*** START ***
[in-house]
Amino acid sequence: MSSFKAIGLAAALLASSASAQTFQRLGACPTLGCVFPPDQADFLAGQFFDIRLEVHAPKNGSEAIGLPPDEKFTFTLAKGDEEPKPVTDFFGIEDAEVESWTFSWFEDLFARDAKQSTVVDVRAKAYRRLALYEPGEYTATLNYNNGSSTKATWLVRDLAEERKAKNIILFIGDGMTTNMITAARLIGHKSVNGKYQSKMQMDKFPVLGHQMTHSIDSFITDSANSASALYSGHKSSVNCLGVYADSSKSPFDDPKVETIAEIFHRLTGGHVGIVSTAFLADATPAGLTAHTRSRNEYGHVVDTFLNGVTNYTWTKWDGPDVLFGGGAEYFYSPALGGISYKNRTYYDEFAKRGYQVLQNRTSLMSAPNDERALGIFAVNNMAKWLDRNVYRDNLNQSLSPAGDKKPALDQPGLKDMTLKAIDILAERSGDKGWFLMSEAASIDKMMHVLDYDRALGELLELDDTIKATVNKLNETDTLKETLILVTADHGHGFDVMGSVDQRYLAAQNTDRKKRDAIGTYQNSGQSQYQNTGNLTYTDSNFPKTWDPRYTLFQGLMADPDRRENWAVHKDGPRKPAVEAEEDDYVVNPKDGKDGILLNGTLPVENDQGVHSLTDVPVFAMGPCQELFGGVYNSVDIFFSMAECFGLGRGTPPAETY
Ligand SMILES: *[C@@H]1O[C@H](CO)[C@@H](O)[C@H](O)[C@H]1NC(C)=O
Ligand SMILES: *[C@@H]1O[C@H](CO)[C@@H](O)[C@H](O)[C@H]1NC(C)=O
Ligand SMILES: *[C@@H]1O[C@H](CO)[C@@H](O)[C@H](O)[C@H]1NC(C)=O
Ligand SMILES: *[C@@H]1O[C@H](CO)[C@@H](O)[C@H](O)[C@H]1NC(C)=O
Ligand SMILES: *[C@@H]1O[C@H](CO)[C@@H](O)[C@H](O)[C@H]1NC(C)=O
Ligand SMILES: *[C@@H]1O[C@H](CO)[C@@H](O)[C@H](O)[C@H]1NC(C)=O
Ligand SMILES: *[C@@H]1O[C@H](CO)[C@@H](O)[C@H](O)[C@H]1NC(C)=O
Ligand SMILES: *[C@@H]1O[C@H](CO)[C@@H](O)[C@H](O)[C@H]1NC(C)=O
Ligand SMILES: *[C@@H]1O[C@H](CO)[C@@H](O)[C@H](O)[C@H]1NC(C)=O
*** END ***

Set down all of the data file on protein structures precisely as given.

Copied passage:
[in-house]
Amino acid sequence: MSSFKAIGLAAALLASSASAQTFQRLGACPTLGCVFPPDQADFLAGQFFDIRLEVHAPKNGSEAIGLPPDEKFTFTLAKGDEEPKPVTDFFGIEDAEVESWTFSWFEDLFARDAKQSTVVDVRAKAYRRLALYEPGEYTATLNYNNGSSTKATWLVRDLAEERKAKNIILFIGDGMTTNMITAARLIGHKSVNGKYQSKMQMDKFPVLGHQMTHSIDSFITDSANSASALYSGHKSSVNCLGVYADSSKSPFDDPKVETIAEIFHRLTGGHVGIVSTAFLADATPAGLTAHTRSRNEYGHVVDTFLNGVTNYTWTKWDGPDVLFGGGAEYFYSPALGGISYKNRTYYDEFAKRGYQVLQNRTSLMSAPNDERALGIFAVNNMAKWLDRNVYRDNLNQSLSPAGDKKPALDQPGLKDMTLKAIDILAERSGDKGWFLMSEAASIDKMMHVLDYDRALGELLELDDTIKATVNKLNETDTLKETLILVTADHGHGFDVMGSVDQRYLAAQNTDRKKRDAIGTYQNSGQSQYQNTGNLTYTDSNFPKTWDPRYTLFQGLMADPDRRENWAVHKDGPRKPAVEAEEDDYVVNPKDGKDGILLNGTLPVENDQGVHSLTDVPVFAMGPCQELFGGVYNSVDIFFSMAECFGLGRGTPPAETY
Ligand SMILES: *[C@@H]1O[C@H](CO)[C@@H](O)[C@H](O)[C@H]1NC(C)=O
Ligand SMILES: *[C@@H]1O[C@H](CO)[C@@H](O)[C@H](O)[C@H]1NC(C)=O
Ligand SMILES: *[C@@H]1O[C@H](CO)[C@@H](O)[C@H](O)[C@H]1NC(C)=O
Ligand SMILES: *[C@@H]1O[C@H](CO)[C@@H](O)[C@H](O)[C@H]1NC(C)=O
Ligand SMILES: *[C@@H]1O[C@H](CO)[C@@H](O)[C@H](O)[C@H]1NC(C)=O
Ligand SMILES: *[C@@H]1O[C@H](CO)[C@@H](O)[C@H](O)[C@H]1NC(C)=O
Ligand SMILES: *[C@@H]1O[C@H](CO)[C@@H](O)[C@H](O)[C@H]1NC(C)=O
Ligand SMILES: *[C@@H]1O[C@H](CO)[C@@H](O)[C@H](O)[C@H]1NC(C)=O
Ligand SMILES: *[C@@H]1O[C@H](CO)[C@@H](O)[C@H](O)[C@H]1NC(C)=O